Until now, the post-revolutionary governments lacked the political legitimacy to address these policies and practices, said William Lawrence, a North Africa expert and visiting professor at George Washington University. Prime Minister Mehdi Jomaa, a technocrat appointed in a transitional role between elections, started an economic dialogue that dissolved in recriminations, he said.

“You have lots of diametrically opposed views in the debate,” Lawrence said in an interview. “They run from Maoists at UGTT to liberal pro-free market advocates among business.”

The best place to resolve policy disputes is within the four-party coalition that formed the government, representing 80 percent of the seats in parliament, Lawrence said. Some of the most difficult decisions are those encouraged by the International Monetary Fund (IMF) to strengthen the overall economy by cutting costly subsidies for food, gasoline and other basics. Changes such as these, which the IMF would urge making first, will most likely be left for last because of their potential to spur popular anger, Lawrence said. In the meantime, he said, more than a dozen reforms are critically needed including banking, taxation and investment codes.

Labor laws also need restructuring, said Brad Cunningham, an economist with the Africa Growth Lab at Harvard University’s Center for International Development, who appeared on a panel with Abassi. Companies need the freedom to shrink and expand the workforce, he said. So a virtual ban on firing employees, and pay scales outlined by statute, must end. Both have constrained growth and job creation in Tunisia’s $47.3 billion economy, he said in an interview.

“Unfortunately, four years on, the development model is still in place,” Abassi said without discussing specifics for reform. “As Tunisians, we need a couple of years of social stability.”

The leaders agreed stability is hard to achieve when terrorist attacks aim directly at the society’s unity.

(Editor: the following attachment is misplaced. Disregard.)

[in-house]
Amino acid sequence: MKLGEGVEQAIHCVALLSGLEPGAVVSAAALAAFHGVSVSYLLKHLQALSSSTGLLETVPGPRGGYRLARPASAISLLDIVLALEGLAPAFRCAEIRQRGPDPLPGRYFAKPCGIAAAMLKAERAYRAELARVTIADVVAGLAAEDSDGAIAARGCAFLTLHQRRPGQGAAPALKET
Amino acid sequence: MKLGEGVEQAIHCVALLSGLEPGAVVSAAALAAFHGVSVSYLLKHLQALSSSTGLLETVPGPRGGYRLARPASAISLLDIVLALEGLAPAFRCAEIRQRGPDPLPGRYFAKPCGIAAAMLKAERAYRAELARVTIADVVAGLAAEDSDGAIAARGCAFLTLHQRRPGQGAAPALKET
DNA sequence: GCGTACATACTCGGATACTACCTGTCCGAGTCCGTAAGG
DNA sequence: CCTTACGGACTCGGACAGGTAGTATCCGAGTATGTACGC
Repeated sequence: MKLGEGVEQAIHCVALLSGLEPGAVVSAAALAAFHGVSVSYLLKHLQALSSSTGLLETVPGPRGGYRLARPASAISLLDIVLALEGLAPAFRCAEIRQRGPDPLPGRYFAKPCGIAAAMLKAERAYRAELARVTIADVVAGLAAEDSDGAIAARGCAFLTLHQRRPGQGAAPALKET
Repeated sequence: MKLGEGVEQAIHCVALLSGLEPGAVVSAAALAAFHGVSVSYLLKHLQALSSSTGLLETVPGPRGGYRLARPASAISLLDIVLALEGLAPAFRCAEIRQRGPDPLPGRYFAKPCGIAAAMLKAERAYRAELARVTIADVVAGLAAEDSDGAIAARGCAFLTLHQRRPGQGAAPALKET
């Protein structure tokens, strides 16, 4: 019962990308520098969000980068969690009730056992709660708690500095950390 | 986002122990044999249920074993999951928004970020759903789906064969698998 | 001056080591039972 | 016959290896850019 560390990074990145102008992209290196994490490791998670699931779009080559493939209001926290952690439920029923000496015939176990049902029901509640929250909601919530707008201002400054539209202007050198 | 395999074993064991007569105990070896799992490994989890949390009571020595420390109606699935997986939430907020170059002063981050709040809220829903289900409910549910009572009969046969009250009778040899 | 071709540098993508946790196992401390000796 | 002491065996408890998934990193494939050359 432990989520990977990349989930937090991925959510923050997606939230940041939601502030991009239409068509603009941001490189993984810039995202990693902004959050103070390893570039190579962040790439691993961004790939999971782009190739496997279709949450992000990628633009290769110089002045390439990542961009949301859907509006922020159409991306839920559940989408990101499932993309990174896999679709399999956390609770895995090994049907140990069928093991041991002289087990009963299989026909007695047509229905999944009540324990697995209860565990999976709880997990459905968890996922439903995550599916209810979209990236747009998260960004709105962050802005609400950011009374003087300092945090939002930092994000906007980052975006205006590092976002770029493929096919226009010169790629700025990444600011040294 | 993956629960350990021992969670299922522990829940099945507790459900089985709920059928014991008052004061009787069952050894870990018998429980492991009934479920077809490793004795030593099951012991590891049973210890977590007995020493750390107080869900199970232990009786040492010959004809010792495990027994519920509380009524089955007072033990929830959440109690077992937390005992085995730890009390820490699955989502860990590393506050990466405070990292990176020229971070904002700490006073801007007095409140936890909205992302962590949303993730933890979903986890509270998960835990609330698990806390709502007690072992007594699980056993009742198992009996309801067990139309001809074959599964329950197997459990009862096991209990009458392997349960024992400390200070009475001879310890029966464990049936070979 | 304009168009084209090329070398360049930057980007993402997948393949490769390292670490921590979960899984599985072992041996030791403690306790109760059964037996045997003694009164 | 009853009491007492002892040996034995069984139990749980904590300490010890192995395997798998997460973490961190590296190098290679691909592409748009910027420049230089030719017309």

“Our enemies know that if they attack the economy, they can undermine democratic progress and extinguish the last flames of the Arab Spring,” Ghannouchi said. “We cannot improve the economy without the guarantee of security. It’s not easy when our region is full of chaos.”

Still, the need is growing more urgent. The government faces an economy that according to a World Bank forecast will grow 1 percent this year, down from 2.6 percent last year, a figure already lower than before the start of the protests that culminated in revolution. Official unemployment climbed to 15.2 percent, compared with 13 percent before the revolt, with youth joblessness running at about 40 percent, according to the Organization of Economic Cooperation and Development.

Under the former regimes, policies promoted education amid slow economic growth, Cunningham said. This created a huge, restive pool of unused human capital that was at the root of the revolution, he said. According to a 2015 World Bank report, university graduates spend an average of six years to find a job; half of graduates were still unemployed at 35.

The country’s poorest regions, meanwhile, are home to most of the estimated 3,000 Tunisians who have joined violent extremist groups, Ghannouchi said, stressing the tie between extremism and lack of economic opportunity.

Despite the difficulties, Cunningham said he remained optimistic. Any growth in the face of the headwinds Tunisia is battling signals economic strength to build on, he said. The IMF, in announcing an approval for a $301.6 million disbursement to Tunisia as part of a two year macro-economic assistance plan, said on Sept. 30, that Tunisia’s economy had been “resilient” considering the political transition and the international environment. Structural reforms, however, remained “challenging.”

For his part, Ghannouchi called for a “mini-Marshall Plan” that will show the country’s youth that democracy does, in the end, deliver. The cost of an investment in democracy is very modest compared with the price of fighting terrorism, he said.